The Power of Good Support

Living with diabetes adds to the challenges we face in life. Diabetes can be demanding as it requires daily decisions about healthcare, and usually necessitates daily self-care activities. Having the right support and diabetes self-management education provides the foundation to assist you to make the right decisions for self-care. Good support can provide the education or direct you to relevant educational resources, and help you to cope and sustain healthy self-care behaviours. Diabetes self-management education provides the knowledge, skill and ability to carry out the self-care behaviours.

Support is linked to improved outcomes

Support and diabetes self-management education has been shown to improve average blood glucose levels, decrease weight, improve quality of life, healthy coping and reduce the risk of dying. It has also been shown to reduce health care costs.

Accessing good support and education is important at all stages of your diabetes journey. There are four times in particular where the need for it should be assessed:

  • at diagnosis
  • annually
  • when complicating factors arise
  • if changes in care occur. This includes getting older – such as from childhood to adulthood, or moving locations.

Education should address your individual needs. It may occur in group or individual settings, be formal or informal, with or without the use of technology.

Your support team

It is important to find diabetes support team members who can provide the level of support you need. You are the central and most important member of your diabetes support team. Only you know how you feel, and you are the one to decide what you are willing to do. You need to be involved in setting the goals and plan for your care. The more open you are about your needs and the more information you provide for your health professionals, the easier it is for them to assist you. The language used when discussing diabetes should always be positive, encouraging and non-judgemental. It is helpful to write down any questions and concerns you have, and bring them along to your appointments. Bring along a family member or close friend if you feel you need extra support.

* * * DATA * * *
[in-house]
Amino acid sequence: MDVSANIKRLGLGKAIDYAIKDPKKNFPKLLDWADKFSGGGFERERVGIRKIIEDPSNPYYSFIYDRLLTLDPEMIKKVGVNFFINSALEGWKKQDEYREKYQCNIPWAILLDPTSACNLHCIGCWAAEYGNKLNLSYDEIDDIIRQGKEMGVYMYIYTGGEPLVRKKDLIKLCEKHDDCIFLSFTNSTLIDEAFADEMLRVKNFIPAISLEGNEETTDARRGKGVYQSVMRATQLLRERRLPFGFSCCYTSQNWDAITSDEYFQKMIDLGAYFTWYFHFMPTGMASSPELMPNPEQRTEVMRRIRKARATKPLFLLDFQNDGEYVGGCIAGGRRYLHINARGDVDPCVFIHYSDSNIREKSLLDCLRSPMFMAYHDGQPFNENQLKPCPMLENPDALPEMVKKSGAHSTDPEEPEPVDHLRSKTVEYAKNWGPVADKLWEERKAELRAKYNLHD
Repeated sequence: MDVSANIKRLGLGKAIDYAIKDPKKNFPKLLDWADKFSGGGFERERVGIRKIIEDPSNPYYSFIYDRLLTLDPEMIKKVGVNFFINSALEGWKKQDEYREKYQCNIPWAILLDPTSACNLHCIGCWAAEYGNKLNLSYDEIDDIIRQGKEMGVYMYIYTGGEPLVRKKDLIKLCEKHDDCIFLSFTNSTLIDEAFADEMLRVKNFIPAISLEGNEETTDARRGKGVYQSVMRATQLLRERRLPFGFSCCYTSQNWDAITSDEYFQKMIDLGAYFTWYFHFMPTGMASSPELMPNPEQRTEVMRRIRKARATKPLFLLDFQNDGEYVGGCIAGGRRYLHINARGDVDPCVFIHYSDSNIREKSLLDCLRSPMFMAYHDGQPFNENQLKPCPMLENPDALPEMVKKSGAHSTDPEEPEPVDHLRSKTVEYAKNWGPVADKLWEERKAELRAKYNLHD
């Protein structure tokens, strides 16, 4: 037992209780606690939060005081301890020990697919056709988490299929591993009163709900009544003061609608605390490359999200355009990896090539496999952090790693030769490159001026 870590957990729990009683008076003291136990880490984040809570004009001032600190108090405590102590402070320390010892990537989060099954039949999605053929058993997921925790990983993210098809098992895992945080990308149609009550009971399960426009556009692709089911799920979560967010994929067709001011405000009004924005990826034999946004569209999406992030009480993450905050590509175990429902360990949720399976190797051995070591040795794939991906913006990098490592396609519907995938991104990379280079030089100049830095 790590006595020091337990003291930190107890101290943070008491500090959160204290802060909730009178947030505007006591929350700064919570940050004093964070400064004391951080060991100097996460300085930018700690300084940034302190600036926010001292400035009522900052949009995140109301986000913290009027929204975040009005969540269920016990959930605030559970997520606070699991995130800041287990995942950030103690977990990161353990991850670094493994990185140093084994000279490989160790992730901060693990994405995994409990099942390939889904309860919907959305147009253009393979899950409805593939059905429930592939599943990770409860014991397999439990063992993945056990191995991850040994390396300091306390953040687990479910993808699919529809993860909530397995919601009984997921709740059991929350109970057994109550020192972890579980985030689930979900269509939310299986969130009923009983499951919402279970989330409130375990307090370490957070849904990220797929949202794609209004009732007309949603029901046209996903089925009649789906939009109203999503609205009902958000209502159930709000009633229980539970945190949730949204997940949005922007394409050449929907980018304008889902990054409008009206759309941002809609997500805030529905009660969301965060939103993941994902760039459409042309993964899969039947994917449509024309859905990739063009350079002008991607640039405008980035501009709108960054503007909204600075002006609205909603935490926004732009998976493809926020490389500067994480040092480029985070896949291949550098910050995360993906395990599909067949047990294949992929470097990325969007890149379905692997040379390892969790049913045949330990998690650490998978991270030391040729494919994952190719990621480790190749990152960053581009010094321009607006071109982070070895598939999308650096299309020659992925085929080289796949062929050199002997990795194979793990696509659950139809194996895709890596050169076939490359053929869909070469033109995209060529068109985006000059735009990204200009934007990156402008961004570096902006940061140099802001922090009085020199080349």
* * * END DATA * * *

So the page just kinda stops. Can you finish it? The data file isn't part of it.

The members of your diabetes support team will vary depending on your individual needs. It could include a range of providers: general practitioner, diabetes educator, dietitian, nurse, optometrist, podiatrist, pharmacist, exercise physiologist, dentist, and/or mental health professional. Ideally the team should communicate the goals and progress of your care with each other. This means all involved are on the same page and the messages you receive are consistent.

Self-management education

There are a range of diabetes self-management education options that you can access yourself.

  • Fact Sheets: The National Diabetes Services Scheme has fact sheets on a range of topics such as diabetes care, nutrition, exercise, pregnancy, the annual cycle of care, and other health information.

The fact sheets are available electronically in pdf form, or you can request printed copies by calling the National Diabetes Service Scheme Helpline on 1800 637 700 or use the request a resource form.

  • NDSS Helpline: You can call the NDSS Helpline on 1800 637 700 to talk to a health professional about managing your diabetes. You can also ask for general advice on diabetes self-management, or learn more about NDSS products.

 

  • The NDSS online carb counting program: This program helps you recognise which foods contain carbohydrates (carbs), and learn about different methods and tools to help you count carbs in the food you eat. You can choose which modules are right for you—you don’t need to complete them all. You can just learn the basics, or progress further to gain more detailed information and skills. Start with the module “1. Program overview” to find out which modules are most relevant for you.

 

  • Educational events and workshops: There are a range of events including live and pre-recorded webinars, face-to-face workshops, and comprehensive education programs covering topics such as blood glucose monitoring, healthy eating, carbohydrates, physical activity, emotional wellbeing and support, how to minimise your risk of health problems and more.

 

By Helen d’Emden AdvAPD CDE

 

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